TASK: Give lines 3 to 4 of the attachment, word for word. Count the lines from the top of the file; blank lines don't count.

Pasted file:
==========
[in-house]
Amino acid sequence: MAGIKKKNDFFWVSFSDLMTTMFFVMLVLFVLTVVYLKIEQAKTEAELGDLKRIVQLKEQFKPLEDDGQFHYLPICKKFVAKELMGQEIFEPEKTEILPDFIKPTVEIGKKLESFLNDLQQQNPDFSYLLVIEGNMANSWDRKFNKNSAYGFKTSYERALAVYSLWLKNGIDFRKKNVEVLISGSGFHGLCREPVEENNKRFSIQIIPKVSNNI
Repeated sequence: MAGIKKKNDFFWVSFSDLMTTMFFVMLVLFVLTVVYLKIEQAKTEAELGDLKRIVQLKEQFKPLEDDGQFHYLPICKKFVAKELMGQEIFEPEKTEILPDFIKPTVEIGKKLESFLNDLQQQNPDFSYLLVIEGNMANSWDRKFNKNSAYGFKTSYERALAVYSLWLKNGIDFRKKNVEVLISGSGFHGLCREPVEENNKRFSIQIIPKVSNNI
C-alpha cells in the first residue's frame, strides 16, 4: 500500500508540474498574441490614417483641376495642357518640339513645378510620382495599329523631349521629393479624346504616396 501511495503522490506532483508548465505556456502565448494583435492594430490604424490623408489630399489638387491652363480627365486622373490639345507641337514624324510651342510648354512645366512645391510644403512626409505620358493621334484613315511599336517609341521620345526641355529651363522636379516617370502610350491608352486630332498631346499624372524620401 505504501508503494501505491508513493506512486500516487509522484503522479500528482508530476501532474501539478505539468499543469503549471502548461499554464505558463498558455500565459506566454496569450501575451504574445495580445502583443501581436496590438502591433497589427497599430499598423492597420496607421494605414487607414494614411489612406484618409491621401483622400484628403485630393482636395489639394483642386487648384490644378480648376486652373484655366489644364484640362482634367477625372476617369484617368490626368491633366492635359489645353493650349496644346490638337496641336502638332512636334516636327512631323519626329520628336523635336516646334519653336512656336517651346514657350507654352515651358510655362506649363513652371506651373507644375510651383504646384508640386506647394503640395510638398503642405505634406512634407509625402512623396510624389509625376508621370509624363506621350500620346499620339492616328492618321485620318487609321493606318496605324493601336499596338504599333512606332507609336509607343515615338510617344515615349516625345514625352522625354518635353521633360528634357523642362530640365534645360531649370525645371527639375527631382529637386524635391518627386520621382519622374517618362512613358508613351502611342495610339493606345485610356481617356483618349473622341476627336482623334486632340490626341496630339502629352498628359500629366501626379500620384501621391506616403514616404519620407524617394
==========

Repeated sequence: MAGIKKKNDFFWVSFSDLMTTMFFVMLVLFVLTVVYLKIEQAKTEAELGDLKRIVQLKEQFKPLEDDGQFHYLPICKKFVAKELMGQEIFEPEKTEILPDFIKPTVEIGKKLESFLNDLQQQNPDFSYLLVIEGNMANSWDRKFNKNSAYGFKTSYERALAVYSLWLKNGIDFRKKNVEVLISGSGFHGLCREPVEENNKRFSIQIIPKVSNNI
C-alpha cells in the first residue's frame, strides 16, 4: 500500500508540474498574441490614417483641376495642357518640339513645378510620382495599329523631349521629393479624346504616396 501511495503522490506532483508548465505556456502565448494583435492594430490604424490623408489630399489638387491652363480627365486622373490639345507641337514624324510651342510648354512645366512645391510644403512626409505620358493621334484613315511599336517609341521620345526641355529651363522636379516617370502610350491608352486630332498631346499624372524620401 505504501508503494501505491508513493506512486500516487509522484503522479500528482508530476501532474501539478505539468499543469503549471502548461499554464505558463498558455500565459506566454496569450501575451504574445495580445502583443501581436496590438502591433497589427497599430499598423492597420496607421494605414487607414494614411489612406484618409491621401483622400484628403485630393482636395489639394483642386487648384490644378480648376486652373484655366489644364484640362482634367477625372476617369484617368490626368491633366492635359489645353493650349496644346490638337496641336502638332512636334516636327512631323519626329520628336523635336516646334519653336512656336517651346514657350507654352515651358510655362506649363513652371506651373507644375510651383504646384508640386506647394503640395510638398503642405505634406512634407509625402512623396510624389509625376508621370509624363506621350500620346499620339492616328492618321485620318487609321493606318496605324493601336499596338504599333512606332507609336509607343515615338510617344515615349516625345514625352522625354518635353521633360528634357523642362530640365534645360531649370525645371527639375527631382529637386524635391518627386520621382519622374517618362512613358508613351502611342495610339493606345485610356481617356483618349473622341476627336482623334486632340490626341496630339502629352498628359500629366501626379500620384501621391506616403514616404519620407524617394